Adam Zagoria covers basketball at all levels. He is the author of two books and an award-winning journalist whose articles have appeared in ESPN The Magazine, SLAM, Sheridan Hoops, Sports Illustrated, Basketball Times and in newspapers nationwide.
BOSTON — The Knicks will have to go for the sweep of the Celtics without J.R. Smith.
The NBA suspended Smith, the newly-minted Sixth Man of the Year, for Sunday’s Game 4 for his Flagrant Foul 2 on Jason Terry with 7:06 remaining in the Knicks’ 90-76 victory in Game 3.
“Don’t think there should be any suspension,” Knicks center Tyson Chandler said before the suspension was announced. “I think it was kind of a heat of the moment thing and he was trying to create space.”
Knicks coach Mike Woodson spoke with Smith after the incident in which he elbowed Terry in the face and then walked away after Terry fell to the floor.
“I just told him that he’s got to keep his cool, but I still want him to play hard,” Woodson said. “Don’t think he was trying to hurt anyone.”
Asked if he thought the call was warranted, Smith said: “I really don’t know, I’m not really the judge of that. I’m gonna let them do what they do.”
Now the NBA has and the Knicks will be without Smith, who is averaging 16.3 points in the series.
The Knicks must now rely even more on Carmelo Anthony, who is averaging 32 in the three games against the Celtics, along with Raymond Felton and others for more offense.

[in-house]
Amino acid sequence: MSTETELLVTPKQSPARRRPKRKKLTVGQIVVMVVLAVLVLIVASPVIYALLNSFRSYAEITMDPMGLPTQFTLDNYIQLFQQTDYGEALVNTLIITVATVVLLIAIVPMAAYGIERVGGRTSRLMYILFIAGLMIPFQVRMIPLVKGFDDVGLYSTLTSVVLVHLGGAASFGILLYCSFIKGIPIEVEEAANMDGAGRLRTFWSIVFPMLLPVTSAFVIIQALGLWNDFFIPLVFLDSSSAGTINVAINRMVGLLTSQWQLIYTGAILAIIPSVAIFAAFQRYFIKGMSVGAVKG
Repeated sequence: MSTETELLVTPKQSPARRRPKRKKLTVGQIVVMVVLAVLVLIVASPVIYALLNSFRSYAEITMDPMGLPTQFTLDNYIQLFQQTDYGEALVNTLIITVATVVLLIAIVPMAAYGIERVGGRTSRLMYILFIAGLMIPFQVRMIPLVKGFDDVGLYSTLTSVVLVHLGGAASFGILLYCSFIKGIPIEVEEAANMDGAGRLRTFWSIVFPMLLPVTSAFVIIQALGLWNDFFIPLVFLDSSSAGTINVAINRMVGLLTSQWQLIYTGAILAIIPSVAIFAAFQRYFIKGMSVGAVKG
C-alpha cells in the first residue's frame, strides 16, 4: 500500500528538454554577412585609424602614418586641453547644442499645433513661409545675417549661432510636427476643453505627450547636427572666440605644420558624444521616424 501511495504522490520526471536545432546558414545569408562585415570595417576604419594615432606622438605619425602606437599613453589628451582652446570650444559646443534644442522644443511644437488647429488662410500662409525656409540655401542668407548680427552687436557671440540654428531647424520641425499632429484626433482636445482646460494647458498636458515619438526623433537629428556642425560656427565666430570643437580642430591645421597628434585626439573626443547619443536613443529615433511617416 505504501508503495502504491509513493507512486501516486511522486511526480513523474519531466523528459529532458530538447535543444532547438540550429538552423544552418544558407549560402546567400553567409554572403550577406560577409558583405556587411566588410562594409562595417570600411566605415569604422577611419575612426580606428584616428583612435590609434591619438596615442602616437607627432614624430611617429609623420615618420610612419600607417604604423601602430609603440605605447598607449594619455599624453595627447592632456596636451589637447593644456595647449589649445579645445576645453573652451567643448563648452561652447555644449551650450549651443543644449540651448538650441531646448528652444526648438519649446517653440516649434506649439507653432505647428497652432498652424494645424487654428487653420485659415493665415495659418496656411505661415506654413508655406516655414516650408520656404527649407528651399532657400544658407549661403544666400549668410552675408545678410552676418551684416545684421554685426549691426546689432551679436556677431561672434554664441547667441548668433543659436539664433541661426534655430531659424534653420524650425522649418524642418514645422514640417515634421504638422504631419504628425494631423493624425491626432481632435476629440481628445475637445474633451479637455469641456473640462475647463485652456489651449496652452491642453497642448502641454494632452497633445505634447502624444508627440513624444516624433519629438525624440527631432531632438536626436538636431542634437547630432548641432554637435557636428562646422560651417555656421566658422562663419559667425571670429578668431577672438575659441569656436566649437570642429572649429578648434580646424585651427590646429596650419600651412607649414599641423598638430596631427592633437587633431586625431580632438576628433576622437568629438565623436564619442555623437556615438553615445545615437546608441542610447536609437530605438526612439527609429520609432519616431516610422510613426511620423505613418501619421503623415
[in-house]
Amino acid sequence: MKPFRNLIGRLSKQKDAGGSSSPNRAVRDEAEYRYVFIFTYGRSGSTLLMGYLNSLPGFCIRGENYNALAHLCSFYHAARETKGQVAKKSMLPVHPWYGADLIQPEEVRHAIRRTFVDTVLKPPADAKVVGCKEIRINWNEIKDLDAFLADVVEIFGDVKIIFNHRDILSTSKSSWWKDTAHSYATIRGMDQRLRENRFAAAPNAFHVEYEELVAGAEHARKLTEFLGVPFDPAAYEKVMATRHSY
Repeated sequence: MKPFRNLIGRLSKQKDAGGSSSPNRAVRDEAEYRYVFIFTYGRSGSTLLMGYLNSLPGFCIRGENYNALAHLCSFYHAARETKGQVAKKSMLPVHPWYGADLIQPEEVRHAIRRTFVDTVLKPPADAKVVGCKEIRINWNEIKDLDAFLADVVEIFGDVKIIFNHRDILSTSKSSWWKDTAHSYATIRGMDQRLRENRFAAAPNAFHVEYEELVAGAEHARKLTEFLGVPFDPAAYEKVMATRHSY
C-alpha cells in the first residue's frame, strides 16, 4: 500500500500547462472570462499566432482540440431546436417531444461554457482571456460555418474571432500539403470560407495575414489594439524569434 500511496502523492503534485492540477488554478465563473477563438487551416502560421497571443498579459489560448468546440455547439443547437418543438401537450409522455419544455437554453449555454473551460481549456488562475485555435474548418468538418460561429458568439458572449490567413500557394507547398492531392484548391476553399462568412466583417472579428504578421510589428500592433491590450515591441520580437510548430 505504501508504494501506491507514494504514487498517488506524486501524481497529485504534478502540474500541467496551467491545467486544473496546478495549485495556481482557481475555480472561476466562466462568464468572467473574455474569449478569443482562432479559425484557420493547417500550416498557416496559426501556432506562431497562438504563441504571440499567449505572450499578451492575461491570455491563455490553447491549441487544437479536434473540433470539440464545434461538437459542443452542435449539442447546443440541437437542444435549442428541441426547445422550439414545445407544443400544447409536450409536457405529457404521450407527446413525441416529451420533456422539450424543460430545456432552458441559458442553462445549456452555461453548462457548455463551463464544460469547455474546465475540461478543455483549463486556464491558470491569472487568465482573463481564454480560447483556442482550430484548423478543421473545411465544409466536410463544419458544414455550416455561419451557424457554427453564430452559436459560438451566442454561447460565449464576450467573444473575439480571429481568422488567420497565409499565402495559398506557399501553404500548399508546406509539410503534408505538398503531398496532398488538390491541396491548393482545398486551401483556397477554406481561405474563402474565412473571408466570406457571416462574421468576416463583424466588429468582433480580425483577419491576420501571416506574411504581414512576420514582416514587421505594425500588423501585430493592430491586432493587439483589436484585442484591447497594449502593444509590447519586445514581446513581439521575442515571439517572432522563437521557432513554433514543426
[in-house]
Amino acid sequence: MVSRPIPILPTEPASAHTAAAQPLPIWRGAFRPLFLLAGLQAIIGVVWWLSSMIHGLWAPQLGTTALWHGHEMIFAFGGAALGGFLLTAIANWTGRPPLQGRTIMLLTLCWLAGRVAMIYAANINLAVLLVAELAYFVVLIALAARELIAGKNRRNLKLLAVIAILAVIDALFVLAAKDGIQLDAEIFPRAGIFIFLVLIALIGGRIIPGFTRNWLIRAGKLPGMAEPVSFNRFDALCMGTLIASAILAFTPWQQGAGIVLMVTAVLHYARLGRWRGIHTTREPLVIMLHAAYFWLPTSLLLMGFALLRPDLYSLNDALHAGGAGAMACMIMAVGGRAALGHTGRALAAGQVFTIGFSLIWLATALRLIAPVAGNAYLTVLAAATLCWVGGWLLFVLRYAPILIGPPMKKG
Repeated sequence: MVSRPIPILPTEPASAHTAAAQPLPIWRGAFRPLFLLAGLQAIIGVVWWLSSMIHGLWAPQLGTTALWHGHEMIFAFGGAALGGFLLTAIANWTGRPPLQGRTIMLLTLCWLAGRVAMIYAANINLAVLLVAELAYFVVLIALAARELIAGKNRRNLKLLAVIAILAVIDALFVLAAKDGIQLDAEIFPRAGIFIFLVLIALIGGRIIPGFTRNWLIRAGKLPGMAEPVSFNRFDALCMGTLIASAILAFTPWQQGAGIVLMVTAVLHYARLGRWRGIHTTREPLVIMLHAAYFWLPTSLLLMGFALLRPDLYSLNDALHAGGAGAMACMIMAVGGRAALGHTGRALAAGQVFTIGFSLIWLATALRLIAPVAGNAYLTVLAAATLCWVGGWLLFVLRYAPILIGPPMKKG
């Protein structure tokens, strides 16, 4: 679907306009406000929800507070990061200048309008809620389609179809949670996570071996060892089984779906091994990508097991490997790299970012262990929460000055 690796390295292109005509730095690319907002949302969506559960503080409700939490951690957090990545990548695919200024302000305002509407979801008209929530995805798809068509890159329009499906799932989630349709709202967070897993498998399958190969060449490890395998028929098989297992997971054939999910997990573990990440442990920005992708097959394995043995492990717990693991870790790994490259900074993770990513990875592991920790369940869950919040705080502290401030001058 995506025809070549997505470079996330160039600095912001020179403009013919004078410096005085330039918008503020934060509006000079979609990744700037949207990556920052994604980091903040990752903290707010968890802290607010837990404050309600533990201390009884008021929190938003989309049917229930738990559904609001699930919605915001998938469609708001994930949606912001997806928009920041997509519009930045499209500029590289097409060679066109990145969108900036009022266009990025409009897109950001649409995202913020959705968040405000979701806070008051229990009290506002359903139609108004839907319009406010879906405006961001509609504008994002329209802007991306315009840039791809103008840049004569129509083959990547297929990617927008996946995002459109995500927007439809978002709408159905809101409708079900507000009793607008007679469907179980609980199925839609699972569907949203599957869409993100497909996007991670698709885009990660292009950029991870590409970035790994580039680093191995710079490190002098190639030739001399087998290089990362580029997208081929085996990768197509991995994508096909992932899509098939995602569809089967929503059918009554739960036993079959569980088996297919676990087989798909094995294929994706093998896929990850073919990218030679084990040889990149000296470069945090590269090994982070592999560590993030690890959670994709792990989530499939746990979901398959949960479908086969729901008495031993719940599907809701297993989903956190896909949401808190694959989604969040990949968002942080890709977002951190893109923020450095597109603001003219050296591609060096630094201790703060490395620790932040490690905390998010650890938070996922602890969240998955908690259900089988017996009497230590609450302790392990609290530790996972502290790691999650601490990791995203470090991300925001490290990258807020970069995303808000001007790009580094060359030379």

Without Smith, Steve Novak could see more time off the bench. He went for eight points on 3-for-4 shooting in Game 3.
“It doesn’t put no pressure on me,” Anthony said earlier Saturday. “We’ve got guys that are going to have to step up if that’s the case.”
Follow Adam Zagoria on TwitterAnd like ZAGS on Facebook
Adam Zagoria is a New York Times contributor and Basketball Insider who covers basketball at all levels. He is the author of two books and is an award-winning journalist and filmmaker whose articles have appeared in ESPN The Magazine, SLAM, Sheridan Hoops, Sports Illustrated, Basketball Times and in newspapers nationwide. He also won an Emmy award for his work on the SNY mini-documentary on Syracuse guard Tyus Battle.
A veteran Ultimate Frisbee player, he has competed in numerous National and World Championships and, perhaps more importantly, his teams won the Westchester Summer League (WSL) championships in 2011 and 2013.
He lives in Manhattan with his wife and children.